“When we lose interest in the world around us and find that we are withdrawing from friends and family and from doing the things we do to make us happy chances are there’s something going on with our mental health.
“Take notice — then take action. Talking Therapy NI delivers a wide range of courses and workshops to support groups and individuals such as a recent one we held for companies in Ards Business Hub where we are based.”
Terry spent 25 years in the Ambulance service, working as a response paramedic. This has proved vital to his later move into counselling.
“I was well experienced in responding to all sorts of emergency calls. The skills and personality of a paramedic are such that we care about people and often at times when people don’t care about themselves.
“The skill of a therapist is to communicate to a client that we care that we listen, that we understand and that it’s good to talk. Sometimes that’s all a person needs.”
Another business to take up residency at Ards Business Hub is health and fitness instructor Lauren Pinkney, who offers a range of classes to improve physical and mental health including special sessions for mums with young babies.
She coaches people to improve their physical condition which in turn can lead to better mental health. She is specially trained in cardiac rehabilitation and pre- and post-natal health.
“We have always had a big focus on community and an inclusive environment pre-Covid. During and after the lockdowns, this has really blossomed,” says Lauren.
“We regularly organise activities outside of gym for clients and their families. Even when individuals aren’t feeling their best selves, they say the social interaction always lifts them and is what they miss most when they can’t attend sessions.
“The mums have really benefited from the exercise and bringing their babies along means they don’t have the added pressure or expense of trying to find childcare.”
She describes as physical and mental health as two sides of the same coin and stresses the importance of looking after them both.
“Not only has it been shown that physical exercise can improve your mood but there are some studies that also show that good mental health and stress reduction can also have an impact on your wellbeing,” she says.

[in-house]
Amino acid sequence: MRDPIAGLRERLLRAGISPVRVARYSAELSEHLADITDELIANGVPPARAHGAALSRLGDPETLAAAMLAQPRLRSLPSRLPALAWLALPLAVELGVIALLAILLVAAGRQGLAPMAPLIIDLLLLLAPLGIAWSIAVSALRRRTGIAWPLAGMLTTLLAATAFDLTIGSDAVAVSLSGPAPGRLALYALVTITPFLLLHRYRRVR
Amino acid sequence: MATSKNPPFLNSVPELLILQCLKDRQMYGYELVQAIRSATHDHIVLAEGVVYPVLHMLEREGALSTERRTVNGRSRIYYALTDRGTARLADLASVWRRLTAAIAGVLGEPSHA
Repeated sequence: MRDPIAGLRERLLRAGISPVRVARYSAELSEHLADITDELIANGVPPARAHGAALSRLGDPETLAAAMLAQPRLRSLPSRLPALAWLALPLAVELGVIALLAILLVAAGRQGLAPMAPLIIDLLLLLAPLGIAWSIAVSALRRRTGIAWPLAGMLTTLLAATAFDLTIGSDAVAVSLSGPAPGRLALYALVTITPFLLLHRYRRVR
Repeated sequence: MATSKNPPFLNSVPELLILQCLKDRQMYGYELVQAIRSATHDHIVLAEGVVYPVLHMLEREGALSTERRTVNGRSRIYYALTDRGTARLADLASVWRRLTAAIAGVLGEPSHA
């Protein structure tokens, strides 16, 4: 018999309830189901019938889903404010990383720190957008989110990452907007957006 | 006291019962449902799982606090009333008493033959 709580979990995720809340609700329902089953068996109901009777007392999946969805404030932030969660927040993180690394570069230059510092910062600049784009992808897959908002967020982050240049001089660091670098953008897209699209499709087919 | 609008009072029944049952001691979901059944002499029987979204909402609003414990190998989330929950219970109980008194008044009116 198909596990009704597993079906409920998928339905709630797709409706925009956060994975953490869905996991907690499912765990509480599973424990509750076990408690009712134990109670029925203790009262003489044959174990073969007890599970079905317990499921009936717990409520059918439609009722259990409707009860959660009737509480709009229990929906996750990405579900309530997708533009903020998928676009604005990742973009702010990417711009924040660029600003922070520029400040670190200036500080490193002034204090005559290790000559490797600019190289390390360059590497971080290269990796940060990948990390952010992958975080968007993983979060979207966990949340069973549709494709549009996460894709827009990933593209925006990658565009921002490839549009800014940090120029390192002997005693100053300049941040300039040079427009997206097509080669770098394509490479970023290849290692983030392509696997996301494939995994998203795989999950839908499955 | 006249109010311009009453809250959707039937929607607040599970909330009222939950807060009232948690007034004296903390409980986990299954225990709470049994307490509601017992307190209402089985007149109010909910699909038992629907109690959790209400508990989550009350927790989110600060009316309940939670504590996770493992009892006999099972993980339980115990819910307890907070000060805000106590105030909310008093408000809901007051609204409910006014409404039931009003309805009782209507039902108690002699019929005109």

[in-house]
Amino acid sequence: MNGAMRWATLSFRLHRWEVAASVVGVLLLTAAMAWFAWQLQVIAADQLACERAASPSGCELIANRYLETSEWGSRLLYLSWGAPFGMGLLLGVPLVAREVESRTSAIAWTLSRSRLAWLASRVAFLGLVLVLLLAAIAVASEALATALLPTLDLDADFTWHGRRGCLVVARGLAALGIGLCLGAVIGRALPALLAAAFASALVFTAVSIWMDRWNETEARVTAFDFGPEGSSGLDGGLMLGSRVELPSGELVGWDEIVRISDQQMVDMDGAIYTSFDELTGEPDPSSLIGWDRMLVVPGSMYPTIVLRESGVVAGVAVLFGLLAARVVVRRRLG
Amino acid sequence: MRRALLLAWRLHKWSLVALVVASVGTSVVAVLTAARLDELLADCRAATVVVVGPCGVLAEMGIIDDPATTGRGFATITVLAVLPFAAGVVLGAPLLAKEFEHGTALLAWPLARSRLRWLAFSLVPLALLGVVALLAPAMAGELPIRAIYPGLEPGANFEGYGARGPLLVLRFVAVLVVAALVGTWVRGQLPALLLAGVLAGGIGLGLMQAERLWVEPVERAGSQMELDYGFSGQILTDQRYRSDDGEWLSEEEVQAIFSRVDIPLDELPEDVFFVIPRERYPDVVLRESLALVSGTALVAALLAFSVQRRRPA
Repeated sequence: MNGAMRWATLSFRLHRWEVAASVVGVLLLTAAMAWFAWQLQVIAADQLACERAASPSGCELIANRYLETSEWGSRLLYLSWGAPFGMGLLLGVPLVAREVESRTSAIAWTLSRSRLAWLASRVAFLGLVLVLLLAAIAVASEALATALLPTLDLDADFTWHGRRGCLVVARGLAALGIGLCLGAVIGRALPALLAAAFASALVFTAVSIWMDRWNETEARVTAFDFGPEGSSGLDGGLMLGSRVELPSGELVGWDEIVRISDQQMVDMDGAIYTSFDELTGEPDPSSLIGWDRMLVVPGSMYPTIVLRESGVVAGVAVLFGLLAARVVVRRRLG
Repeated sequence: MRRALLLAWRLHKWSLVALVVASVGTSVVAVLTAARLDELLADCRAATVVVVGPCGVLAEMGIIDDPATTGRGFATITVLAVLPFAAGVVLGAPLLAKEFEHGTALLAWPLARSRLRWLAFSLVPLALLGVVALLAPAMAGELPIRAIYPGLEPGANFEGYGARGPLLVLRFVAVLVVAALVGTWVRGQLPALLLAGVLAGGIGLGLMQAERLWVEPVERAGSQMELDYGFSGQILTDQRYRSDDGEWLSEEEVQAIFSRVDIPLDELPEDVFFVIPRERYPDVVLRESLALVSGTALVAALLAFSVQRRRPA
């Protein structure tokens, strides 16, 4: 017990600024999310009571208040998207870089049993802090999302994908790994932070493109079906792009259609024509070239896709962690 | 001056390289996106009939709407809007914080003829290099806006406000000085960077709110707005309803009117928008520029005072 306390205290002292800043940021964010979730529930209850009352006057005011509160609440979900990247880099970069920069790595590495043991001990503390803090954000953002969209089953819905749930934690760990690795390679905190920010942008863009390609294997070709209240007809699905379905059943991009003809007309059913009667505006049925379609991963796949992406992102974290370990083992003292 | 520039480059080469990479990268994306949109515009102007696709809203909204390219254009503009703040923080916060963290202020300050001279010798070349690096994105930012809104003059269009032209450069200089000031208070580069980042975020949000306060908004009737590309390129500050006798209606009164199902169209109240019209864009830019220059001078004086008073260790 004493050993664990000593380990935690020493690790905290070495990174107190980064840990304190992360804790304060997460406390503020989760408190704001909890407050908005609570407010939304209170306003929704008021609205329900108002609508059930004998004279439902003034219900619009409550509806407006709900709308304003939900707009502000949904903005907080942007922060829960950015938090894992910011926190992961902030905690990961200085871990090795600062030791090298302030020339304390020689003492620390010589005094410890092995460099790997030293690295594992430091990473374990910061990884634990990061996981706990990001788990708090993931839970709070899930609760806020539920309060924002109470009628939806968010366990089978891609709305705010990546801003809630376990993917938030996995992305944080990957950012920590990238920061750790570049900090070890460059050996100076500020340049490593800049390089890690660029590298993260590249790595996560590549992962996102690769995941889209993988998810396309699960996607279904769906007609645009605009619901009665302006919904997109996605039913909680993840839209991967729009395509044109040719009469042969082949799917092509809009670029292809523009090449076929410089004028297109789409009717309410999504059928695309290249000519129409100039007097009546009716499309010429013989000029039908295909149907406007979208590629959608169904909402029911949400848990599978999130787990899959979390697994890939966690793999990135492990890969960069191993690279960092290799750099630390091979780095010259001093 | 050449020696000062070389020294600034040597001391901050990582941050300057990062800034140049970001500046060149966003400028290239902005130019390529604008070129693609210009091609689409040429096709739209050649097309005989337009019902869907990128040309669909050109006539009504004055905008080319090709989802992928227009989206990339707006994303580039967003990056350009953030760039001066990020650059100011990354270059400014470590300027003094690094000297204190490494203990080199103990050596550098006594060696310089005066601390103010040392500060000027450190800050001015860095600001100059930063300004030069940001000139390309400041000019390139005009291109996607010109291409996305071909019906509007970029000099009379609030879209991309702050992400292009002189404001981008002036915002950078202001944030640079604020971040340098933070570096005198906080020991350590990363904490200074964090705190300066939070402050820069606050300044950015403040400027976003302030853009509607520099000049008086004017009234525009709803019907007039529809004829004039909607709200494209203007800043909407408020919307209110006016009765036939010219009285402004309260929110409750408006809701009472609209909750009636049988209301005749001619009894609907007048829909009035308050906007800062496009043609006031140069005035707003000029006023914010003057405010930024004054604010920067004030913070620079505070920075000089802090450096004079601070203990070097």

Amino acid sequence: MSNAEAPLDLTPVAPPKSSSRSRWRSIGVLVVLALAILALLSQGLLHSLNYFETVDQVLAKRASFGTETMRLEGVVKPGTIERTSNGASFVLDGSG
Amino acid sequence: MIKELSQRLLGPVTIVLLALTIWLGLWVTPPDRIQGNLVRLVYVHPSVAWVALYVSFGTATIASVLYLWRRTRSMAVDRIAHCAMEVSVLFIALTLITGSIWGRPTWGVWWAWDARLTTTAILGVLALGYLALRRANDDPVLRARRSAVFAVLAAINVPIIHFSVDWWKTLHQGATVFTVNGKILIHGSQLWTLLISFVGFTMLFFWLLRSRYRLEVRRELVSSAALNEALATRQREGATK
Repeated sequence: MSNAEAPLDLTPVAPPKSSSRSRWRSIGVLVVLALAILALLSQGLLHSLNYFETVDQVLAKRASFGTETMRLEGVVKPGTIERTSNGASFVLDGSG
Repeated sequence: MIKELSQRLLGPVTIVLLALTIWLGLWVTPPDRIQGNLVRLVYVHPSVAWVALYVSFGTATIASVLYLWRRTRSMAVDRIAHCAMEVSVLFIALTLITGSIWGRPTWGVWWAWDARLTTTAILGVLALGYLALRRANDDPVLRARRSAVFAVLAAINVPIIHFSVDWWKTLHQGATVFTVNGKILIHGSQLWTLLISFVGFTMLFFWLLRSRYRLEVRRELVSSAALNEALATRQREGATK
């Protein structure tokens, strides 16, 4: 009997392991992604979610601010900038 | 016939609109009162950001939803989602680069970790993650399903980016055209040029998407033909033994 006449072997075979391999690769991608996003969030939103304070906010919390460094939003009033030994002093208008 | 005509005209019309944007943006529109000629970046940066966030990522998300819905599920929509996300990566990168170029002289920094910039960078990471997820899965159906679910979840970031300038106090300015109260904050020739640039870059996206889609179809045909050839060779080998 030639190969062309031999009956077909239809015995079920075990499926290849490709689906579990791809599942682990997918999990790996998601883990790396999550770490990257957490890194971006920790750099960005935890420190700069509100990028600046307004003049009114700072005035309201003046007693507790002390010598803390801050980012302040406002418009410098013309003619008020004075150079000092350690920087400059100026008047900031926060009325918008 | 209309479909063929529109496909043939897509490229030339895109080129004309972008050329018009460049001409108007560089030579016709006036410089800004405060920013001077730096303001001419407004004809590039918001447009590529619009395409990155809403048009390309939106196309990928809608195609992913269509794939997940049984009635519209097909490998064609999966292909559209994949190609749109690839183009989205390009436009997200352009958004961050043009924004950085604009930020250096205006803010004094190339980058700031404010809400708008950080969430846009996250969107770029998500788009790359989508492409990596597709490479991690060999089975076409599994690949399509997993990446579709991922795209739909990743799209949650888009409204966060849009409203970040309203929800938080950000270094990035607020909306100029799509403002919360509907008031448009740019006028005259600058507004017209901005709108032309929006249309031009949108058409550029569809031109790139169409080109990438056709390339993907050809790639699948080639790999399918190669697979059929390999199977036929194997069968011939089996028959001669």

“For example, people may eat more unhealthily or drink more if they are dealing with stress. Physical activity is part of that holistic picture.”
She believes the pandemic has reinforced the importance of health.
“I have always valued health over aesthetics, and I’ve noticed a real increase in that in our clients. People can feel intimidated by the gym and the way everyone looks but it’s more important to shift the attitude towards health and preventing disease and illness rather than always focusing on appearance.
“With the NHS being overwhelmed people now seem to be considering much more how they can help themselves and what they can do to keep well.”
For many, the pandemic has made it more difficult to get active, with worries over social distancing.
Now that things are relatively returning to normal, Lauren suggests those interested in becoming more active find an activity they enjoy in an area near you and in an environment in which they feel comfortable.
“All these factors will help keep you going. Even getting out for a walk is so beneficial and a great starting point,” she says.
“I hated PE in school but when I discovered the gym, I just fell in love with it and have never looked back.
“When someone is searching for a gym, they should look at reviews and not be afraid to ask loads of questions.
“Small independent studios and gyms are often overlooked but these can provide that really individualised experience that you may enjoy.
“Also, a great coach will cater activity for your current abilities so you can work at the right level and build a fitness programme that works.”
For more information on facilities and services offered at Ards Business Hub go to ardsbusiness.com